Fantastic Co-op manages to save Syndicate from mediocrity
In this age of multi-million dollar shooters and inflated development budgets, it’s impossible to imagine a reboot of a 90’s classic strategy game not undergoing some serious changes to appeal to the average player. Rather than try to update an old formula, Starbreeze Studios (they of The Chronicles of Riddick and The Darkness fame) have taken the name and a few thematic elements of 1993’s Syndicate and bolted them on to an admittedly competent and satisfying first-person shooter that manages to justify its existence despite a stilted and monotonous single-player experience by delivering some extremely solid co-operative action.
The original Syndicate traded in cyberpunk themes of corporate espionage and extrapolated technology that had never really been explored before. Similarly, “New” Syndicate puts you in the role of a corporate agent in both single-player and co-op for an immensely powerful multinational corporation. In Syndicate’s world, people have chips inserted in their brains that are connected to a particular corporation. As this is a cyberpunk-themed game, you can probably guess that all manner of dubious goings-on surround the use of these chips by competing corporations. Enter Miles Kilo, i.e. you, a death-dealing agent with a particularly powerful DART chip that gives him an edge over his counterparts working for the competition.
This chip grants you the power to hack enemy agents and soldiers using “apps”, letting you turn your enemies into temporary allies (before they blow their own heads off), cause them to violently commit suicide and/or make their guns explode. This may be window-dressing for something akin to a plasmid but it’s a novel enough conceit to put a different spin on the first-person shooter.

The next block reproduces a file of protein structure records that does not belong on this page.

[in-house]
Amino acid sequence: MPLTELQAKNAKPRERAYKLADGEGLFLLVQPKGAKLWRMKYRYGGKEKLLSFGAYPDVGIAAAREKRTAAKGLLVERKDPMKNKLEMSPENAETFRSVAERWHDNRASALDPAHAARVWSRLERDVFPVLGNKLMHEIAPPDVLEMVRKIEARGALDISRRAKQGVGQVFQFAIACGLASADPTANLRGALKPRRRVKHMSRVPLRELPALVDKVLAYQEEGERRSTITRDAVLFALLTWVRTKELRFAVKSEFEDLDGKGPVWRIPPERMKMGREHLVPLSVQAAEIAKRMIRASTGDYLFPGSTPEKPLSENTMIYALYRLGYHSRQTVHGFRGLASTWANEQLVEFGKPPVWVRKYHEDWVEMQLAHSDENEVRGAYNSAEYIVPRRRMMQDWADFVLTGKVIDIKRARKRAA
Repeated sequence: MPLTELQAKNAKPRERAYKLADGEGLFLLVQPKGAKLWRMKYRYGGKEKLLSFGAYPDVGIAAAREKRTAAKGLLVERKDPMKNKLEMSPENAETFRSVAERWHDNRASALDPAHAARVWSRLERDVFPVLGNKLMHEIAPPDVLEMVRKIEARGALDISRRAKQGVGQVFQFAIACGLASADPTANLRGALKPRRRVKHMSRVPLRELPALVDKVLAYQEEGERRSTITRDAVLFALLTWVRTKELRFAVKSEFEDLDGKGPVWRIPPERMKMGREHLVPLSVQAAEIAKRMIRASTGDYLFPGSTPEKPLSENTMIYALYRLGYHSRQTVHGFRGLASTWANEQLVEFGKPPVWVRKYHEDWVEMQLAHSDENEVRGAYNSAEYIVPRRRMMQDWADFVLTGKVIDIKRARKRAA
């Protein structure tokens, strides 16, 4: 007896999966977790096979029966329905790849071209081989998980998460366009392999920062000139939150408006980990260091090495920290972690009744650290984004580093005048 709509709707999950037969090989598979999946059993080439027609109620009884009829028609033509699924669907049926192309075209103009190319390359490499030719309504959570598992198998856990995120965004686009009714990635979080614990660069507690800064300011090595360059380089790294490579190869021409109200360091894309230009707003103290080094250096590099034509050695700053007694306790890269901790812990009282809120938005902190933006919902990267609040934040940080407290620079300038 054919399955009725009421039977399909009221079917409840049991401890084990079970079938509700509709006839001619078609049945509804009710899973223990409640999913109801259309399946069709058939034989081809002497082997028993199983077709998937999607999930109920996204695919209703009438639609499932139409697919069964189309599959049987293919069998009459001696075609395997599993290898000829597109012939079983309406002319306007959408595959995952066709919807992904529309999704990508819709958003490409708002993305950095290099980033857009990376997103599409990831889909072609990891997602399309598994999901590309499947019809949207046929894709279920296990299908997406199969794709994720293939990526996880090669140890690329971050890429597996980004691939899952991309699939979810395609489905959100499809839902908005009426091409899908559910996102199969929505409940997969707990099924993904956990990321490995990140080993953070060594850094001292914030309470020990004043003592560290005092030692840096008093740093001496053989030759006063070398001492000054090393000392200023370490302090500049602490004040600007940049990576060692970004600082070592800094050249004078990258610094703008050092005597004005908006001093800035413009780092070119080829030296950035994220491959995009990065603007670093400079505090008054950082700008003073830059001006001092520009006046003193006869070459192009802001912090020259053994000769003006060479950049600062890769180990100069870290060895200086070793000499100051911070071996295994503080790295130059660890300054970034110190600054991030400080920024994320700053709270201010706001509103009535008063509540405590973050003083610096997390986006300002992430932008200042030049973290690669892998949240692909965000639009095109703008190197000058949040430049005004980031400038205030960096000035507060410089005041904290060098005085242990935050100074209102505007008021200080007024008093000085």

While this setup sounds intriguing, Syndicate never really delivers on making both the story and the world in which its set seem that interesting. The single-player campaign barely capitalizes on its premise over the 6 hours it’ll take you to complete it, feeling more like the lengthy build-up to a more interesting game than a complete experience. The narrative is a non-event for the most part, rather than throwing in twists and turns that might have prevented the tale from getting predictable, Kilo’s story plays out in fits and starts with huge dumps of information occurring at odd intervals throughout the campaign, the contents of which you can guess hours before they happen. Though Brian Cox and Michael Wincott do sterling work as your pragmatic employer and gruff partner respectively, they don’t have much to work with. The whole tale comes off as underwhelming despite their best efforts to imbue it with some character.
While plenty of games manage to provide an engaging campaign despite having a dull narrative tying it together, Syndicate isn’t one of them. Levels are linear progression of so-so action sequences with little in the way of enemy variety or opportunities to manipulate the world with your abilities. There are even a handful of tedious and repetitive boss battles you’ll have to undergo that are split up by the game’s stop-start pacing. 6-hour campaigns may be the status quo for today’s shooters, but at least their short runtime is devoid of much filler. Unfortunately Syndicate doesn’t stop feeling anything more than rote until you’re two-thirds of the way in and by then you’ll have realized that the cyberpunk world is little more than garnish.